Note: If you’re looking for my review of the follow-up product called Clear TV Key, see that review here.
About that Clear TV Commercial
I was never much of a fan of the original Clear TV commercials, because they gave the impression that the product provided access to something special, which it really doesn’t. Take a look at the popular Clear TV commercial which blanketed the airwaves back in 2013 and early 2014.
What Clear TV Claims
These are some of the claims found on the Clear TV website over the past year and a half – with my annotations in red next to each:
- Watch your favorite broadcast shows for FREE! This should not be surprising since you’ve always been able to watch broadcast TV for free. (This has since been reworded to “Stop paying to watch your favorite broadcast shows!”)
- No contracts. No monthly fees. No price hikes! This has always been the case for over-the-air television broadcasts. (The original version stated “No unexpected price hikes!”)
- Receive “hundreds” of crystal clear digital and HD shows for FREE. Notice they put “hundreds” in quotes? That’s because how many shows you receive is based on how many over-the-air signals are in your area.
- Save $1,000 a year by switching to Clear TV. This really isn’t as much of a “switch” as it is simply canceling your cable and putting up an antenna.
The commercials compare this product to cable television and satellite TV. A compelling question is posed, “Why spend hundreds of dollars a year for cable and satellite only channels when you can watch broadcast television for free with the Clear TV HD digital antenna?”
So wait – this thing can replace my cable box?
What Clear TV Really Is
The commercial is tantalizing: All those crystal-clear HD channels for free. Who wouldn’t want that? Well the thing is that they’re already free, and Clear TV doesn’t actually bring anything special to the table. In fact, the “secret” behind Clear TV is that it is simply a television antenna, no different than a pair of cheap rabbit ears sold at Radio Shack – different only in its design, but not in its function.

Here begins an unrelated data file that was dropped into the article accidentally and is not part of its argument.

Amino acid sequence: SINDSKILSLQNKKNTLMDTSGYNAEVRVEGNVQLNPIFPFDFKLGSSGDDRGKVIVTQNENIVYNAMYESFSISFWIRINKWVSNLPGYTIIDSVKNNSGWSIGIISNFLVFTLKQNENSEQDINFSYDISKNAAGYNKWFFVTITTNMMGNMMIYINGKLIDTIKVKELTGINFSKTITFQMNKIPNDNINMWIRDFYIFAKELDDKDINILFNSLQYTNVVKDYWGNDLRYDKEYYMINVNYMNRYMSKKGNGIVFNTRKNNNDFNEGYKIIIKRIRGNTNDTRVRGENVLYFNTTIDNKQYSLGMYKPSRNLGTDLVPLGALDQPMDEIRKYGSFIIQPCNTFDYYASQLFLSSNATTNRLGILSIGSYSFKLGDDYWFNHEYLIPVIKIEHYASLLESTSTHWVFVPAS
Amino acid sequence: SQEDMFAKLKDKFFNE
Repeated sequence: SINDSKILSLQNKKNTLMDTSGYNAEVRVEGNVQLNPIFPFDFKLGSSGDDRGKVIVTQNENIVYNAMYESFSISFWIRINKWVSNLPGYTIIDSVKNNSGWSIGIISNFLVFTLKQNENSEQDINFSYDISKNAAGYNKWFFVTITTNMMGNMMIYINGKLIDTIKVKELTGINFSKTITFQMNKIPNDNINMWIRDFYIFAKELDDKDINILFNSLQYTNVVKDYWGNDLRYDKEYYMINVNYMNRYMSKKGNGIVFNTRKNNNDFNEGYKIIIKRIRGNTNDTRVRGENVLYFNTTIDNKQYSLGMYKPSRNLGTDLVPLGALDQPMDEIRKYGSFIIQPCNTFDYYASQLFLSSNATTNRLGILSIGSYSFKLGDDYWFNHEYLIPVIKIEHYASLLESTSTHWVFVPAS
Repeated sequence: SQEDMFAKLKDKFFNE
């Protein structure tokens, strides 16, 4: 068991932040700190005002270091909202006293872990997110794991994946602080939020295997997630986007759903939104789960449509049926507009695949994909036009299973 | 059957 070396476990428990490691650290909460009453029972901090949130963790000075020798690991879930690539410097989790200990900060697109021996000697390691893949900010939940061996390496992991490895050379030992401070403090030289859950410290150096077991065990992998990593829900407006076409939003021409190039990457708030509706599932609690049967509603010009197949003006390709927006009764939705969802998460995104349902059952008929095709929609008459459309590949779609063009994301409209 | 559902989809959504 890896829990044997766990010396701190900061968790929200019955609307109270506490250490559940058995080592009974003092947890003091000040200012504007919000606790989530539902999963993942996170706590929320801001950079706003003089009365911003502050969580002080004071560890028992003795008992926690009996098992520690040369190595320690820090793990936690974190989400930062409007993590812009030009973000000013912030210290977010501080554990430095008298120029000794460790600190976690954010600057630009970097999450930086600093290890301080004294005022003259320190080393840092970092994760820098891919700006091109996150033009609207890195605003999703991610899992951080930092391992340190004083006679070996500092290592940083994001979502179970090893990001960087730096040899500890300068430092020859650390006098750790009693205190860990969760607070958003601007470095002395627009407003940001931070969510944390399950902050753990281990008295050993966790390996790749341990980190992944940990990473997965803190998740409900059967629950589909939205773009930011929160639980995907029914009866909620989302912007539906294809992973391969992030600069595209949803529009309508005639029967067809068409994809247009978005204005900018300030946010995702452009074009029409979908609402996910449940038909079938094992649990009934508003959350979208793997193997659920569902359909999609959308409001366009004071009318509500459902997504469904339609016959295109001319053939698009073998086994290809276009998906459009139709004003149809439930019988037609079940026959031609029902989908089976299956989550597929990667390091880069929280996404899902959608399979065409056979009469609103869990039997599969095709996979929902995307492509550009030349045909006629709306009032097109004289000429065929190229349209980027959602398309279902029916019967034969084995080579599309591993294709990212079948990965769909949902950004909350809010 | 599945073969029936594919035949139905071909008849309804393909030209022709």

Clear TV can mount as a free-standing antenna, mounted via suction cups onto a window, or mounted on a wall.
What Clear TV Really Costs
You’ll see the price of $19.95 plastered all over the Clear TV website and advertisements, but when you throw in another $7.99 for shipping, the real price is $27.94. If you take advantage of their “get another free for additional shipping” (bad idea, by the way), it ends up costing you $35.93.
A Clear TV Plus has been added to the website (although it is listed as Sold Out). That model is $35.93 plus $7.99 shipping for each of the BOGO antennas.
In comparison, I spotted a cheap set of rabbit ears for about $5 at Walmart, and a nice pair for about $20 at Fry’s.
Is Clear TV Available in Stores?
Clear TV is available in stores for about $15. I’ve seen the product in multiple locations such as KMart or As Seen on TV stores. Look in any As Seen on TV section, and you’ll likely spot one. I have not seen Clear TV Plus in stores as of January 2016. It is unclear how widely available that product is.
Below you can see a display for Clear TV at a KMart here in the Las Vegas area for about $15. It would appear that despite over a year of reviews blasting the product as just an ordinary antenna, the item still sells well. There were only two left at this location.